Practice makes perfect for paramedic students

  • Left to right, Austin Leggert of the Spring Grove and Grayslake fire departments, Mike Bristol of Round Lake, Marty Shine, a student and Chicago resident, and Dusty Psaila of Elgin move "victim" Edward Nick, a Wauconda Fire Department cadet, during a training session Saturday at the Wauconda Fire District's Station #3 in Volo.

      Left to right, Austin Leggert of the Spring Grove and Grayslake fire departments, Mike Bristol of Round Lake, Marty Shine, a student and Chicago resident, and Dusty Psaila of Elgin move "victim" Edward Nick, a Wauconda Fire Department cadet, during a training session Saturday at the Wauconda Fire District's Station #3 in Volo. Joe Lewnard | Staff Photographer

  • Instructor Kevin Tracz right, leads a vehicle extrication training session Saturday at the Wauconda Fire District's Station #3 in Volo.

      Instructor Kevin Tracz right, leads a vehicle extrication training session Saturday at the Wauconda Fire District's Station #3 in Volo. Joe Lewnard | Staff Photographer

  • Paramedic student Luke Vesely of Arlington Heights saws into a windshield during a training session Saturday at Wauconda Fire District Station #3 in Volo.

      Paramedic student Luke Vesely of Arlington Heights saws into a windshield during a training session Saturday at Wauconda Fire District Station #3 in Volo. Joe Lewnard | Staff Photographer

  • Wauconda Fire District cadet Alex Boren of Mundelein serves as a car crash "victim" Saturday during a training session at Wauconda Fire District Station #3 in Volo.

      Wauconda Fire District cadet Alex Boren of Mundelein serves as a car crash "victim" Saturday during a training session at Wauconda Fire District Station #3 in Volo. Joe Lewnard | Staff Photographer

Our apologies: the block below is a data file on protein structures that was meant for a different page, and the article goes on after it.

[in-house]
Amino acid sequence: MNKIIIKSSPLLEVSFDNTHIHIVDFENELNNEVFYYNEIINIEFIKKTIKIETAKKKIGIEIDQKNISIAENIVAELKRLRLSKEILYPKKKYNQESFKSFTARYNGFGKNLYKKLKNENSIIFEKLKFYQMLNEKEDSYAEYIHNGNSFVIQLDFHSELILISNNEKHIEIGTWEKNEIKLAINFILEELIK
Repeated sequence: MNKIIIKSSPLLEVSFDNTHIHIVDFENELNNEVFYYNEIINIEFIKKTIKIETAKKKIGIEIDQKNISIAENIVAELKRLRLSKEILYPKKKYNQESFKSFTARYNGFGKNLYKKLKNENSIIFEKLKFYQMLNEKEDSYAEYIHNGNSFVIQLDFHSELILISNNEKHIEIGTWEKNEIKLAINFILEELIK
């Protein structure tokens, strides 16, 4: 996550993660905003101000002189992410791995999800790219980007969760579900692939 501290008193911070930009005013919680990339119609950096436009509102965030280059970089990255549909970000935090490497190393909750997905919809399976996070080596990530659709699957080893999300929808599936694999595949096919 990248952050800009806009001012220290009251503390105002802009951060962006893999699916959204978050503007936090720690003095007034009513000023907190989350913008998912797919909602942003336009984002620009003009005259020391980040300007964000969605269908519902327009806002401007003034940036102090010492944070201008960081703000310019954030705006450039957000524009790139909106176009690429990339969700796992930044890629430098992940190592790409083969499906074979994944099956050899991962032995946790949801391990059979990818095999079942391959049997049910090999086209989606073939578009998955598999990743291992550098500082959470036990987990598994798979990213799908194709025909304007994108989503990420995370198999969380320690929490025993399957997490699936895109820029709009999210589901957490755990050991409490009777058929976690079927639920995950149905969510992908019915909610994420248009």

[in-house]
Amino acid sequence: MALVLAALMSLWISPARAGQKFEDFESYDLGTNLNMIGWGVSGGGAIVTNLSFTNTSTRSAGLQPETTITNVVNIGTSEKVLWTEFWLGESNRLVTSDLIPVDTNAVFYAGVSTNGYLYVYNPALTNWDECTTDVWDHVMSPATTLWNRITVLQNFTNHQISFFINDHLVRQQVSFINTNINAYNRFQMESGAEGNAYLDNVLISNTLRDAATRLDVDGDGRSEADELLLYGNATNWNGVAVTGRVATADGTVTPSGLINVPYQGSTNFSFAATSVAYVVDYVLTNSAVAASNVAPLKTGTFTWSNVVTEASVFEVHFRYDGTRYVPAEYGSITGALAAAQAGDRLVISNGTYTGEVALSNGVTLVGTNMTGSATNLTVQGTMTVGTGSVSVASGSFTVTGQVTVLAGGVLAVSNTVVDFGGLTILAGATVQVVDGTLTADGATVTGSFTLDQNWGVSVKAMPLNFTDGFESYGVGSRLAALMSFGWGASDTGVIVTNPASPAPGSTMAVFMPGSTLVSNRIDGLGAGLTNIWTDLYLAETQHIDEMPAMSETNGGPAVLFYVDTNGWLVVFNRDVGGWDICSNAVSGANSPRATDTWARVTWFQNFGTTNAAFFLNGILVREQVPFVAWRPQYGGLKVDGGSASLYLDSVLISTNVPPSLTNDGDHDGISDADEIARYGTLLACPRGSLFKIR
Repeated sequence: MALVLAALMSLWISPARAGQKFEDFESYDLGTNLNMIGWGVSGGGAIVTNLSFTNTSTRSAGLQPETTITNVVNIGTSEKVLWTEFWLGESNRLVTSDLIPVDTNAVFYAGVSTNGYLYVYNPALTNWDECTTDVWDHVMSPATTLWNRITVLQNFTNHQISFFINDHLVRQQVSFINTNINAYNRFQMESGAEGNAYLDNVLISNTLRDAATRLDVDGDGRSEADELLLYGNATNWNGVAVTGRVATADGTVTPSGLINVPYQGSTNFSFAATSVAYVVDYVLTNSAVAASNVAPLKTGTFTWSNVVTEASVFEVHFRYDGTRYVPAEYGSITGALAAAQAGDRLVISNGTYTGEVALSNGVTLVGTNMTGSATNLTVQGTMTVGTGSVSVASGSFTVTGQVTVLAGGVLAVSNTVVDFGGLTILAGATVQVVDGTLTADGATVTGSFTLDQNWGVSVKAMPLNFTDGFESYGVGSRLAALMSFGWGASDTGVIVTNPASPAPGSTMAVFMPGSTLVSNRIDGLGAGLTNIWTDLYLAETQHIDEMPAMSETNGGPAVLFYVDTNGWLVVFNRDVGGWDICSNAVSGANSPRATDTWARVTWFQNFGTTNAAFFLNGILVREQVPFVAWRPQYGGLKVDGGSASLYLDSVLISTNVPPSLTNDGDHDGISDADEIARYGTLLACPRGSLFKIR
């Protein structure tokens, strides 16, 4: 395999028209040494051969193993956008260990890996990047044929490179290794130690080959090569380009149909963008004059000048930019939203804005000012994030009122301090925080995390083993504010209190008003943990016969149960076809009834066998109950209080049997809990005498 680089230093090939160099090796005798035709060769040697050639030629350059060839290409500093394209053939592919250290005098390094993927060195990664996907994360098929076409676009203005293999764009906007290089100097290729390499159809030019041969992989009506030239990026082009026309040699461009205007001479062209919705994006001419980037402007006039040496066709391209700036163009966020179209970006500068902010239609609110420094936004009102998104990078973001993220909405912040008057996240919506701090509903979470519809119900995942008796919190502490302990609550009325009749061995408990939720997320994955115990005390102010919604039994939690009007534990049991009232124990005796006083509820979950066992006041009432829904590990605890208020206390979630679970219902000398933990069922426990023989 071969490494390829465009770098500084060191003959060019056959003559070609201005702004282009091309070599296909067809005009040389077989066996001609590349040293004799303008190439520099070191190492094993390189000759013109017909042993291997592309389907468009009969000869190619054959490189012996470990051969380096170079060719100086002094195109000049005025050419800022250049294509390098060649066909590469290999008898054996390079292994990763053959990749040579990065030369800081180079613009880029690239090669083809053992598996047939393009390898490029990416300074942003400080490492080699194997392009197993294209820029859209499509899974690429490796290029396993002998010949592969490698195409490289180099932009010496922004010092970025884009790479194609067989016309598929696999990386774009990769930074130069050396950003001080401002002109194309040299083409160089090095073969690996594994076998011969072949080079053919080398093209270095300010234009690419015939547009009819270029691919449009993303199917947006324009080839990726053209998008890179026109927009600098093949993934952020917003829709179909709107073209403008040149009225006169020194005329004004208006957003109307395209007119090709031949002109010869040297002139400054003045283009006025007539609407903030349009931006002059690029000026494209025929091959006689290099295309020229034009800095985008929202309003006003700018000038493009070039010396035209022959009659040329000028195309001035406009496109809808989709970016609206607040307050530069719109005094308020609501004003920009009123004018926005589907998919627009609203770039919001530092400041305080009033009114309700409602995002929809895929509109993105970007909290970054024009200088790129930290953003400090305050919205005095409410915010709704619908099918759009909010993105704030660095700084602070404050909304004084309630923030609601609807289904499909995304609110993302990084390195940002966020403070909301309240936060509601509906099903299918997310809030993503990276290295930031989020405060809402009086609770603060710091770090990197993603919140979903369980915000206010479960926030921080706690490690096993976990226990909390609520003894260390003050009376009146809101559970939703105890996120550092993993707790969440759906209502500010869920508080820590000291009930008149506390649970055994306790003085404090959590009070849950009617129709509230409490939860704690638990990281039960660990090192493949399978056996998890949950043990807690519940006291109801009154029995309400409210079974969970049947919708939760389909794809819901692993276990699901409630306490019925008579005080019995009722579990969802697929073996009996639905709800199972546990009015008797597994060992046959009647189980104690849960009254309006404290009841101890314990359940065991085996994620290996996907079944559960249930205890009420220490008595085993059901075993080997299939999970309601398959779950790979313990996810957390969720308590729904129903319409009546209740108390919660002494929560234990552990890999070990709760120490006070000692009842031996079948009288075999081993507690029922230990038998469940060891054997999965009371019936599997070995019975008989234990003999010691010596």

Updated 4/17/2021 6:42 PM

Paramedic students enrolled in Advocate Condell Medical Center's EMT program learned how to care for victims of vehicle crashes during the Wauconda Fire District's annual Paramedic Extrication Class Saturday in Volo.

Using equipment including spreaders and metal cutters powered by compressed air, and specialized saws for cutting windshield glass, students learned how to extricate car crash victims, then how to care for patients at the scene prior to transport. Cadets from the Wauconda Fire District served as "victims" during the training.

 

Mark Dzwonkiewicz, the paramedic instructor from Condell in Libertyville, said the idea is to remove the vehicle from the victim.

"We've got to get to the patient," Dzwonkiewicz said. "So if they're in a mangled car, the rule is you remove the car from the patient.

"This is a specialized skill, and they're getting the basics of it today," he added.

While one group of students worked outdoors cutting into a trio of cars, another group was inside the station's bays learning the medical aspects of patient's care.

Wauconda Fire District Deputy Chief Patrick Kane said the district has been hosting the event for 30 years, though last year's training was postponed due to the COVID-19 pandemic.

"We're thrilled to be able to host this again this year," Kane said.

Covering parts of Lake and McHenry counties, the Wauconda Fire District serves 40,000 residents in nine towns plus unincorporated areas, Kane said.

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